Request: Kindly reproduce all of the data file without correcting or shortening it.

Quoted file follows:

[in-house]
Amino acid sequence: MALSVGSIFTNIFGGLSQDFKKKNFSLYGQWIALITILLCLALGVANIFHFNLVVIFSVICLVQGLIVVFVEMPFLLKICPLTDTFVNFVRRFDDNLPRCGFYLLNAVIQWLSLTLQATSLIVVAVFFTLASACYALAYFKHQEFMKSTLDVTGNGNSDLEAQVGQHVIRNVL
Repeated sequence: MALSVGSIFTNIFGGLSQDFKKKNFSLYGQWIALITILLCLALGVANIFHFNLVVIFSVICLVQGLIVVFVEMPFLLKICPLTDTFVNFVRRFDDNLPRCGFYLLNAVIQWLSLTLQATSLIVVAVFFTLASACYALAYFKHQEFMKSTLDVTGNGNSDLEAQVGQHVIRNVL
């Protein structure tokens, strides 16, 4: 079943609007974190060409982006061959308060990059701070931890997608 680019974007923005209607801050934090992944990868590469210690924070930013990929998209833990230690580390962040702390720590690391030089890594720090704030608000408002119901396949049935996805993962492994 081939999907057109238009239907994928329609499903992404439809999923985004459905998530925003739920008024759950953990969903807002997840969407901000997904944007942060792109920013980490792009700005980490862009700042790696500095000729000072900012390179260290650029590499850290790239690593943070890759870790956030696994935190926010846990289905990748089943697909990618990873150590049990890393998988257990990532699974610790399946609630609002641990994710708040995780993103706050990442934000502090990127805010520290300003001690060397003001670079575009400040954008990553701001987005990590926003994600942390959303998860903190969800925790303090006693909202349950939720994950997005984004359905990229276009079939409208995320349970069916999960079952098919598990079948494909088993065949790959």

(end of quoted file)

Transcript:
[in-house]
Amino acid sequence: MALSVGSIFTNIFGGLSQDFKKKNFSLYGQWIALITILLCLALGVANIFHFNLVVIFSVICLVQGLIVVFVEMPFLLKICPLTDTFVNFVRRFDDNLPRCGFYLLNAVIQWLSLTLQATSLIVVAVFFTLASACYALAYFKHQEFMKSTLDVTGNGNSDLEAQVGQHVIRNVL
Repeated sequence: MALSVGSIFTNIFGGLSQDFKKKNFSLYGQWIALITILLCLALGVANIFHFNLVVIFSVICLVQGLIVVFVEMPFLLKICPLTDTFVNFVRRFDDNLPRCGFYLLNAVIQWLSLTLQATSLIVVAVFFTLASACYALAYFKHQEFMKSTLDVTGNGNSDLEAQVGQHVIRNVL
């Protein structure tokens, strides 16, 4: 079943609007974190060409982006061959308060990059701070931890997608 680019974007923005209607801050934090992944990868590469210690924070930013990929998209833990230690580390962040702390720590690391030089890594720090704030608000408002119901396949049935996805993962492994 081939999907057109238009239907994928329609499903992404439809999923985004459905998530925003739920008024759950953990969903807002997840969407901000997904944007942060792109920013980490792009700005980490862009700042790696500095000729000072900012390179260290650029590499850290790239690593943070890759870790956030696994935190926010846990289905990748089943697909990618990873150590049990890393998988257990990532699974610790399946609630609002641990994710708040995780993103706050990442934000502090990127805010520290300003001690060397003001670079575009400040954008990553701001987005990590926003994600942390959303998860903190969800925790303090006693909202349950939720994950997005984004359905990229276009079939409208995320349970069916999960079952098919598990079948494909088993065949790959």